Telephone Spoofing Bill Introduced in Congress
In telecom networks, “spoofing” is the practice of misrepresenting the caller ID of a phone call. It is a practice often used by criminals trying to commit telecom fraud.
On September 9, the US House of Representatives passed legislation aimed at stopping the practice of spoofing. The bipartisan bill, HR 3670, was sponsored by Grace Meng (D-NY), Joe Barton (R-TX), and Leonard Lance (R-NJ). The law has now been introduced in the Senate.
Currently, under the Truth in Caller ID Act of 2009, it is illegal to spoof a caller ID with the intent to conduct fraud or cause other harm. However, it is not against the law to engage in “non-harmful spoofing.” This could include a consumer withholding a call-back number from a company, or even a victim of domestic violence hiding their whereabouts.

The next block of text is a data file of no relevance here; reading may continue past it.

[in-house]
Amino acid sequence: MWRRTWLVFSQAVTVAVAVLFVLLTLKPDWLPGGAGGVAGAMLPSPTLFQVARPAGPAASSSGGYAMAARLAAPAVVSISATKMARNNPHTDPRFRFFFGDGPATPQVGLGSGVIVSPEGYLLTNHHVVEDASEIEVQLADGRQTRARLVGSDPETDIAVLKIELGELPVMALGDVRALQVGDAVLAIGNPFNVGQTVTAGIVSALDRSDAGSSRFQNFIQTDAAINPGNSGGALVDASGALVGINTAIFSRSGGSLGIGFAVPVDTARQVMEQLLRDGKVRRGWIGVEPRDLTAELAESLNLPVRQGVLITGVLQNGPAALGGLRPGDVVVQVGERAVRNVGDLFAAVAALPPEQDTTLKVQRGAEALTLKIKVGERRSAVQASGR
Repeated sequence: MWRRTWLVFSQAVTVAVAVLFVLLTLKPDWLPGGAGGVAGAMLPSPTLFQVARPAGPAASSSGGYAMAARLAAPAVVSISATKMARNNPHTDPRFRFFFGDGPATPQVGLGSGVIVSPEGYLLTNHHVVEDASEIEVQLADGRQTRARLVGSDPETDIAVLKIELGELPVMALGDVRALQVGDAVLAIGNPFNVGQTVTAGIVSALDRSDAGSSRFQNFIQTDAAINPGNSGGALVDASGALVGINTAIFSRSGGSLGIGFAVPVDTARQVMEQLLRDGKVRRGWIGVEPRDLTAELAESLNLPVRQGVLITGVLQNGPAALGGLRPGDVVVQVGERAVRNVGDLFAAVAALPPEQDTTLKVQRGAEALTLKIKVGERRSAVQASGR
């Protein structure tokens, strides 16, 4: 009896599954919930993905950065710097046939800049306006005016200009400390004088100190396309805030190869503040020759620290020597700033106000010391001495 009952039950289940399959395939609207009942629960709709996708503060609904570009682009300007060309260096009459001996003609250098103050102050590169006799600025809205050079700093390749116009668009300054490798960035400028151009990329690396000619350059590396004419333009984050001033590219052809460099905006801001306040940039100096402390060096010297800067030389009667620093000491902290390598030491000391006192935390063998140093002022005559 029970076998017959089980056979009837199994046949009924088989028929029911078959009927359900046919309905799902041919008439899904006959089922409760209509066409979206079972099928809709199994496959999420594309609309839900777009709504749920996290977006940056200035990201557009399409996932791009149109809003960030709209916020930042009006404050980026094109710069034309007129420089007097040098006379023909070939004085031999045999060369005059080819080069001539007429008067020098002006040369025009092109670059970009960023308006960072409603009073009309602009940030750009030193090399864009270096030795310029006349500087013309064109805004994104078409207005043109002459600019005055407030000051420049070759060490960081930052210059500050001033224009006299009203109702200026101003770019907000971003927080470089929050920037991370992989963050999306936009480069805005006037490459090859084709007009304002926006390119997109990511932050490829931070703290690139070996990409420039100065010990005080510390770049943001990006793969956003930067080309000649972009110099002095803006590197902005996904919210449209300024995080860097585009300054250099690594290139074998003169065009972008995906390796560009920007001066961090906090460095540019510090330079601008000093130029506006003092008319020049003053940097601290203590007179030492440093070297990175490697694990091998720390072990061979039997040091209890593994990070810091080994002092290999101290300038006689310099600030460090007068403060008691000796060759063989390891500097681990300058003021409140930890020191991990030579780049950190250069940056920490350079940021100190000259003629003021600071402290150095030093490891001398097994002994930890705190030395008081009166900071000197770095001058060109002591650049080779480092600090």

Since 2009, the telecom landscape has evolved and fraudsters have developed new technology to circumvent the law. The new legislation would “expand and clarify” the law to explicitly prohibit three new categories of calls:
- Foreigners spoofing phone numbers when calling US consumers
- VoIP services that enable callers to make outgoing-only calls to landline phones
- Text Messaging
“Scammers are using technology to work around an outdated law, and the practice of spoofing needs to be stopped,” said Rep. Joe Barton in a statement. “This bill will broaden protections for consumers by holding spoofing companies outside the US accountable, and including IP-enabled voice services.”
The Senate referred the bill to its Committee on Commerce, Science, and Transportation, but has not yet taken official action. The bill will likely not be considered until after mid-term elections in November.